COLOMBO, Sri Lanka -- Sri Lanka's government said Monday that a local Islamist group is very likely to be responsible for a series of Easter Sunday suicide attacks that rocked the country and claimed more than 290 lives.
Government spokesman and Health Minister Rajitha Senaratne told a news conference that a terrorist group known as National Thowheeth Jamath are believed to be responsible for the attacks, which were carried out a day earlier by seven suicide bombers.
There has been no claim of responsibility for the attacks.
Senaratne confirmed that police had had advance information about possible suicide attacks on churches, but failed to act on the tip. He said the information had not been shared with Prime Minister Ranil Wickremesinghe or his cabinet.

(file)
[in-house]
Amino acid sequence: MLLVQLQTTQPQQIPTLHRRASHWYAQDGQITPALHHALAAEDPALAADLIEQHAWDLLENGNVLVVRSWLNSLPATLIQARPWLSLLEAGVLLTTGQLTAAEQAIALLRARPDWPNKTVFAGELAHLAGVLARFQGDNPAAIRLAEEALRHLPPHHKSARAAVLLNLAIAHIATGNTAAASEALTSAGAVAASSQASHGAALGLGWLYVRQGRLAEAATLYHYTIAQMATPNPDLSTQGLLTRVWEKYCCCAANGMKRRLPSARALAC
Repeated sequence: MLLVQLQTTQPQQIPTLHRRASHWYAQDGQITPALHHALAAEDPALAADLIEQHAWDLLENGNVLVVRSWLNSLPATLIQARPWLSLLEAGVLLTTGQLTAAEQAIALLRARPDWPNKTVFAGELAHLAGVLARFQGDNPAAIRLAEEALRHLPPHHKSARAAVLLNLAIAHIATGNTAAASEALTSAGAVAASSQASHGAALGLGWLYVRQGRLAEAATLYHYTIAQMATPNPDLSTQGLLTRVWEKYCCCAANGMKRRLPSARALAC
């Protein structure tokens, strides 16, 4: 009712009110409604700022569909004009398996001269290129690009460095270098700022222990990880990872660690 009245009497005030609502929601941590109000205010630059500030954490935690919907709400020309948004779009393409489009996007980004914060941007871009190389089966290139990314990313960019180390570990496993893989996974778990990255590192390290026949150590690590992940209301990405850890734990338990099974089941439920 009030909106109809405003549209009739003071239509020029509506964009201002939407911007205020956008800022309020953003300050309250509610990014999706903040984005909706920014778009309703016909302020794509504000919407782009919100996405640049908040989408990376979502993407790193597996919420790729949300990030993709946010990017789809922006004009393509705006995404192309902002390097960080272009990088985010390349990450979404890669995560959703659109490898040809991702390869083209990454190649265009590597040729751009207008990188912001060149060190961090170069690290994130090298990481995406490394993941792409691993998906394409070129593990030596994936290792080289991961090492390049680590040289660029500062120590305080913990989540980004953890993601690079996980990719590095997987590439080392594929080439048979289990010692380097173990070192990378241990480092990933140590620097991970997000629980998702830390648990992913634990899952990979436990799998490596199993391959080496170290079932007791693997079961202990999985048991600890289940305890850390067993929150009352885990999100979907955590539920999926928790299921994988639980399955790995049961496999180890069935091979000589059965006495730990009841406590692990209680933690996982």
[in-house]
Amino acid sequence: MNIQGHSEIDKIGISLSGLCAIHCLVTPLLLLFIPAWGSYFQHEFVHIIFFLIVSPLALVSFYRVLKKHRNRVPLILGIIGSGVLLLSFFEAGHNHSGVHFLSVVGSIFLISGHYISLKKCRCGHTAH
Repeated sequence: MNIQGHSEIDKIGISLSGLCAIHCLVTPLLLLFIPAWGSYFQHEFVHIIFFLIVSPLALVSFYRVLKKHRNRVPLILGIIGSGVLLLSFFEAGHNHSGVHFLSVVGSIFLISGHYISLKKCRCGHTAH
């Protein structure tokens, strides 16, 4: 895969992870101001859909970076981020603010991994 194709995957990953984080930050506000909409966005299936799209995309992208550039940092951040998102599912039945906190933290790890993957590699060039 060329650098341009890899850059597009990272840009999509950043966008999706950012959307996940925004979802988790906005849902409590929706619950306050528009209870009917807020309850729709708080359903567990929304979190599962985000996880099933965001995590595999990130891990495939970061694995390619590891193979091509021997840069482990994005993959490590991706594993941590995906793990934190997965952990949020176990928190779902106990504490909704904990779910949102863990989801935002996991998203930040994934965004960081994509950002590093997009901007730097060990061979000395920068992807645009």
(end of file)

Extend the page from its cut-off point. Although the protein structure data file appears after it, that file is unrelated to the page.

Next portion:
"We believe there was international support for this type of attack. Such attacks cannot be carried out without such support," Senaratne said. "The inspector general of police should resign over this."
Sri Lanka's defense minister, President Maithripala Sirisena, is responsible for the police, and hails from a different political party than Wickremsinghe.
Sponsored Video Stories from LifeZette
Wickremesighe and Sirisena are in an uneasy coalition government after the president in a surprise move sacked the prime minister in October. His position was restored by the courts after a 52-day political crisis.
Late Monday, police commandos defused an explosive device and discovered 87 detonators in two separate locations in the capital, police said.
The explosive device was found inside a vehicle parked close to the location where one of the suicide bomb attacks was carried out -- a church in Kotahena, a suburb of the capital.
The 87 detonators were found close to a main bus stand in the capital.